Members of the German Studies program gathered at the Taper Hall of Humanities Language Lab on Monday for the German Film Series’ showing of “SMS für Dich,” a romantic comedy directed by actress Karoline Herfurth.
This event is one of many organized by the German Studies program, which seeks to introduce students to the art and work of individuals from German-speaking countries.
Based on the novel by Sofie Cramer, “SMS für Dich” tells the tale of Clara Sommerfeld (Herfurth), a children’s author who has spent the last two years mourning her late fiancé. Since the car crash that took her husband’s life, Clara has been unable to write a manuscript that portrays a joyful and carefree protagonist, and she begins to fear that she will not be able to produce quality material until she recovers from her loss.
Seeking a change of scene, Clara visits her friend in Berlin and unpacks her fiancé’s belongings. She discovers his cell phone, and begins to send texts to his number as an attempt to move on from his death. Little does she know that the number has been recycled and placed in the hands of a sports journalist, who is desperate to discover the source of the mystery messages.
“SMS für Dich” is just one of the movies showcased through the German Film Series, which serves to bring German culture to USC students in a way that is both entertaining and relevant.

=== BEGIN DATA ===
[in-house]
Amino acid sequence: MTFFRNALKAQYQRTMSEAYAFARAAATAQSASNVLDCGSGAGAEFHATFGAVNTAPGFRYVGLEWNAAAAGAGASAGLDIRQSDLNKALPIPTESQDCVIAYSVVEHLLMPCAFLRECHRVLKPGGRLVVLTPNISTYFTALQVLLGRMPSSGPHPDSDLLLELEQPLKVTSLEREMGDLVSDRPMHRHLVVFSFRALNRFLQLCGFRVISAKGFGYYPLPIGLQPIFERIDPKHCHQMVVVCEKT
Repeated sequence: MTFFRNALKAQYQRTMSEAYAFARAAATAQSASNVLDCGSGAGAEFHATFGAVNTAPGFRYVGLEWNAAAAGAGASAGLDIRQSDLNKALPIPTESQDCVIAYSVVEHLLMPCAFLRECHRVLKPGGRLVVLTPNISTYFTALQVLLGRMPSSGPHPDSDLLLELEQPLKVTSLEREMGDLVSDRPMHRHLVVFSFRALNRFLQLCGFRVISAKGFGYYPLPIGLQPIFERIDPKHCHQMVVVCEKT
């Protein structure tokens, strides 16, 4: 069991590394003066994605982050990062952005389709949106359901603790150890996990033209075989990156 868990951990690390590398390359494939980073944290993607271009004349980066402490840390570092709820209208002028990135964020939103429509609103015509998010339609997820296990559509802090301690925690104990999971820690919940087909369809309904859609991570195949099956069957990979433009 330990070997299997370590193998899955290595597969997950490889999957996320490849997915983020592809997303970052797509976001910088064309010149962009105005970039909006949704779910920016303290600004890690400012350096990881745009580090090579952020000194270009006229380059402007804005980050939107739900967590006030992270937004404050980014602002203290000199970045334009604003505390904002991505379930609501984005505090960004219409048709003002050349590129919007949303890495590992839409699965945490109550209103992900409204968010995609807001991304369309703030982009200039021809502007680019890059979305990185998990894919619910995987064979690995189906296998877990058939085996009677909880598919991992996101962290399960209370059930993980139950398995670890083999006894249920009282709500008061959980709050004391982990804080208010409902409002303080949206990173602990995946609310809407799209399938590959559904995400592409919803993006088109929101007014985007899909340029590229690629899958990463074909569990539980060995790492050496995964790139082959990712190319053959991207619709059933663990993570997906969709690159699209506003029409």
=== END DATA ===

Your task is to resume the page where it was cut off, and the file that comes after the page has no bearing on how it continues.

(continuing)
Ryan Myers, a freshman majoring in theatre, said the event intends to teach viewers about German media, culture and experiences.
“It is important that we embrace German culture because it can teach us more about our own,” Myers said.
This event created a comfortable atmosphere for students in introductory German classes and exposed listeners to colloquialisms such as “Die Liebe kennt kein Jein” or “Love knows no ‘maybe’” by bringing together the words for “yes” and “no” in the indistinct, indecisive “Jein.”
Radhika Ananth, a freshman majoring in health promotion and disease prevention, said that the movie was “an incredible way for the German community to come together” in a casual setting.
Movies in the German Film Series are played with English subtitles and are available to students in the German program as well as students who want to widen their horizons with film.
“This one was lighter [than previous pieces shown in the series],” said Eve Lee, an assistant professor of German, who helped coordinate the event. Prior films have featured a historical theme, so “SMS für Dich” gives the German Film Series lineup a jovial, humorous tone, Lee said.
The next film in the series, “In the Fade,” will be shown in the Taper Hall Language Lab at 4 p.m. on Nov. 13 and is open to all students.